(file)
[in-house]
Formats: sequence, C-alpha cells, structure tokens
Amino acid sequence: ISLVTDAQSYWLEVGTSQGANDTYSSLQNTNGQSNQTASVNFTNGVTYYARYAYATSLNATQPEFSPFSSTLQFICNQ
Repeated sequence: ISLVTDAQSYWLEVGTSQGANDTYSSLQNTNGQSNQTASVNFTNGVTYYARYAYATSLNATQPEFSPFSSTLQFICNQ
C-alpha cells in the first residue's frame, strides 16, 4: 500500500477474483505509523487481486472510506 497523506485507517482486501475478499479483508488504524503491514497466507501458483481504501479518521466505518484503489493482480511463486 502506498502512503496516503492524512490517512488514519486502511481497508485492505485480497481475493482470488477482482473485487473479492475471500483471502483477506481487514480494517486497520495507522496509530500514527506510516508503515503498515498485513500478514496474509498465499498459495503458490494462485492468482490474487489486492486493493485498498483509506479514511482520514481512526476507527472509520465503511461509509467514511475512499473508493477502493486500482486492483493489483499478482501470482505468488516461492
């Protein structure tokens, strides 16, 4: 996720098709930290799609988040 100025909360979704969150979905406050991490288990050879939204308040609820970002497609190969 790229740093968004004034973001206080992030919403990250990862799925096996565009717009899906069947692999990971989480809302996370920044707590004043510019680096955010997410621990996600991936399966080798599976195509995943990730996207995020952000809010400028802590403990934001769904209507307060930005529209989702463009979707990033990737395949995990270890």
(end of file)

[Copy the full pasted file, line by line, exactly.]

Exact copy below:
[in-house]
Formats: sequence, C-alpha cells, structure tokens
Amino acid sequence: ISLVTDAQSYWLEVGTSQGANDTYSSLQNTNGQSNQTASVNFTNGVTYYARYAYATSLNATQPEFSPFSSTLQFICNQ
Repeated sequence: ISLVTDAQSYWLEVGTSQGANDTYSSLQNTNGQSNQTASVNFTNGVTYYARYAYATSLNATQPEFSPFSSTLQFICNQ
C-alpha cells in the first residue's frame, strides 16, 4: 500500500477474483505509523487481486472510506 497523506485507517482486501475478499479483508488504524503491514497466507501458483481504501479518521466505518484503489493482480511463486 502506498502512503496516503492524512490517512488514519486502511481497508485492505485480497481475493482470488477482482473485487473479492475471500483471502483477506481487514480494517486497520495507522496509530500514527506510516508503515503498515498485513500478514496474509498465499498459495503458490494462485492468482490474487489486492486493493485498498483509506479514511482520514481512526476507527472509520465503511461509509467514511475512499473508493477502493486500482486492483493489483499478482501470482505468488516461492
């Protein structure tokens, strides 16, 4: 996720098709930290799609988040 100025909360979704969150979905406050991490288990050879939204308040609820970002497609190969 790229740093968004004034973001206080992030919403990250990862799925096996565009717009899906069947692999990971989480809302996370920044707590004043510019680096955010997410621990996600991936399966080798599976195509995943990730996207995020952000809010400028802590403990934001769904209507307060930005529209989702463009979707990033990737395949995990270890």